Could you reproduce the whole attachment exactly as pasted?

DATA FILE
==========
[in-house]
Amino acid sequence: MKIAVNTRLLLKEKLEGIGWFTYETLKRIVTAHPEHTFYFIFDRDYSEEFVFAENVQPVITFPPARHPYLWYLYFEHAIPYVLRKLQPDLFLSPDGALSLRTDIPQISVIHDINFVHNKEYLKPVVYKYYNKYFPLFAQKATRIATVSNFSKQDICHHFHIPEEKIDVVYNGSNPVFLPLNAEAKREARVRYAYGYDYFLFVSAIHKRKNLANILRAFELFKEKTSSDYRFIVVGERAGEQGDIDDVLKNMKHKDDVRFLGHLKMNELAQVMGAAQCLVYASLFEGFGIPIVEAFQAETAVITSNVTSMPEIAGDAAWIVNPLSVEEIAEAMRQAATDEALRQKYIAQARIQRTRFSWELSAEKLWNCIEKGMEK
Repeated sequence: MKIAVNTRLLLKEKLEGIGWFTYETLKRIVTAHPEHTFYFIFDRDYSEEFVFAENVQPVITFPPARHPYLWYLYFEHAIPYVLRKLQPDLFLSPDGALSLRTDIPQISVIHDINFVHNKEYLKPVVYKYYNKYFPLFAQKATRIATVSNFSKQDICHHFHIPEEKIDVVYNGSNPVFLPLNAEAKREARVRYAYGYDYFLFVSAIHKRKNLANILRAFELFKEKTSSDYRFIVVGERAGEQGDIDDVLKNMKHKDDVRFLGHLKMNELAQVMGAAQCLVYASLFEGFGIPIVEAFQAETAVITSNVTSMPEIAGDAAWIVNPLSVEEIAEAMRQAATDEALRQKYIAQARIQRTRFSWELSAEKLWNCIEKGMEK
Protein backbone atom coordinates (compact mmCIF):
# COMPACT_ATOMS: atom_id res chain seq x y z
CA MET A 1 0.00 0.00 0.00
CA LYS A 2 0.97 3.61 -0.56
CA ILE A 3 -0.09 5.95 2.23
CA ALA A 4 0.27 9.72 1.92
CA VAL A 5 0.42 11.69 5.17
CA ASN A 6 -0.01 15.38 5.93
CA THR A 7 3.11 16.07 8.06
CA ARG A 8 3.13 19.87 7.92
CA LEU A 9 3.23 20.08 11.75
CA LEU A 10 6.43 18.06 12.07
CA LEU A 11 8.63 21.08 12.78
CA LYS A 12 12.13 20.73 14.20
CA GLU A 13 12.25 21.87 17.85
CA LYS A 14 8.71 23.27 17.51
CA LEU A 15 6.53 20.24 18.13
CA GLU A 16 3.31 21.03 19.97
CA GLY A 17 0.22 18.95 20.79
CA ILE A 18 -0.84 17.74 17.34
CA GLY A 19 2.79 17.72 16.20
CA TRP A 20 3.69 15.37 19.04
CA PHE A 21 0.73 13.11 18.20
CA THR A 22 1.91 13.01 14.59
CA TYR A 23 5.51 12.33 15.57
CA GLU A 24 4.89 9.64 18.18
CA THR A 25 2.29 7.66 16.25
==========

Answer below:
[in-house]
Amino acid sequence: MKIAVNTRLLLKEKLEGIGWFTYETLKRIVTAHPEHTFYFIFDRDYSEEFVFAENVQPVITFPPARHPYLWYLYFEHAIPYVLRKLQPDLFLSPDGALSLRTDIPQISVIHDINFVHNKEYLKPVVYKYYNKYFPLFAQKATRIATVSNFSKQDICHHFHIPEEKIDVVYNGSNPVFLPLNAEAKREARVRYAYGYDYFLFVSAIHKRKNLANILRAFELFKEKTSSDYRFIVVGERAGEQGDIDDVLKNMKHKDDVRFLGHLKMNELAQVMGAAQCLVYASLFEGFGIPIVEAFQAETAVITSNVTSMPEIAGDAAWIVNPLSVEEIAEAMRQAATDEALRQKYIAQARIQRTRFSWELSAEKLWNCIEKGMEK
Repeated sequence: MKIAVNTRLLLKEKLEGIGWFTYETLKRIVTAHPEHTFYFIFDRDYSEEFVFAENVQPVITFPPARHPYLWYLYFEHAIPYVLRKLQPDLFLSPDGALSLRTDIPQISVIHDINFVHNKEYLKPVVYKYYNKYFPLFAQKATRIATVSNFSKQDICHHFHIPEEKIDVVYNGSNPVFLPLNAEAKREARVRYAYGYDYFLFVSAIHKRKNLANILRAFELFKEKTSSDYRFIVVGERAGEQGDIDDVLKNMKHKDDVRFLGHLKMNELAQVMGAAQCLVYASLFEGFGIPIVEAFQAETAVITSNVTSMPEIAGDAAWIVNPLSVEEIAEAMRQAATDEALRQKYIAQARIQRTRFSWELSAEKLWNCIEKGMEK
Protein backbone atom coordinates (compact mmCIF):
# COMPACT_ATOMS: atom_id res chain seq x y z
CA MET A 1 0.00 0.00 0.00
CA LYS A 2 0.97 3.61 -0.56
CA ILE A 3 -0.09 5.95 2.23
CA ALA A 4 0.27 9.72 1.92
CA VAL A 5 0.42 11.69 5.17
CA ASN A 6 -0.01 15.38 5.93
CA THR A 7 3.11 16.07 8.06
CA ARG A 8 3.13 19.87 7.92
CA LEU A 9 3.23 20.08 11.75
CA LEU A 10 6.43 18.06 12.07
CA LEU A 11 8.63 21.08 12.78
CA LYS A 12 12.13 20.73 14.20
CA GLU A 13 12.25 21.87 17.85
CA LYS A 14 8.71 23.27 17.51
CA LEU A 15 6.53 20.24 18.13
CA GLU A 16 3.31 21.03 19.97
CA GLY A 17 0.22 18.95 20.79
CA ILE A 18 -0.84 17.74 17.34
CA GLY A 19 2.79 17.72 16.20
CA TRP A 20 3.69 15.37 19.04
CA PHE A 21 0.73 13.11 18.20
CA THR A 22 1.91 13.01 14.59
CA TYR A 23 5.51 12.33 15.57
CA GLU A 24 4.89 9.64 18.18
CA THR A 25 2.29 7.66 16.25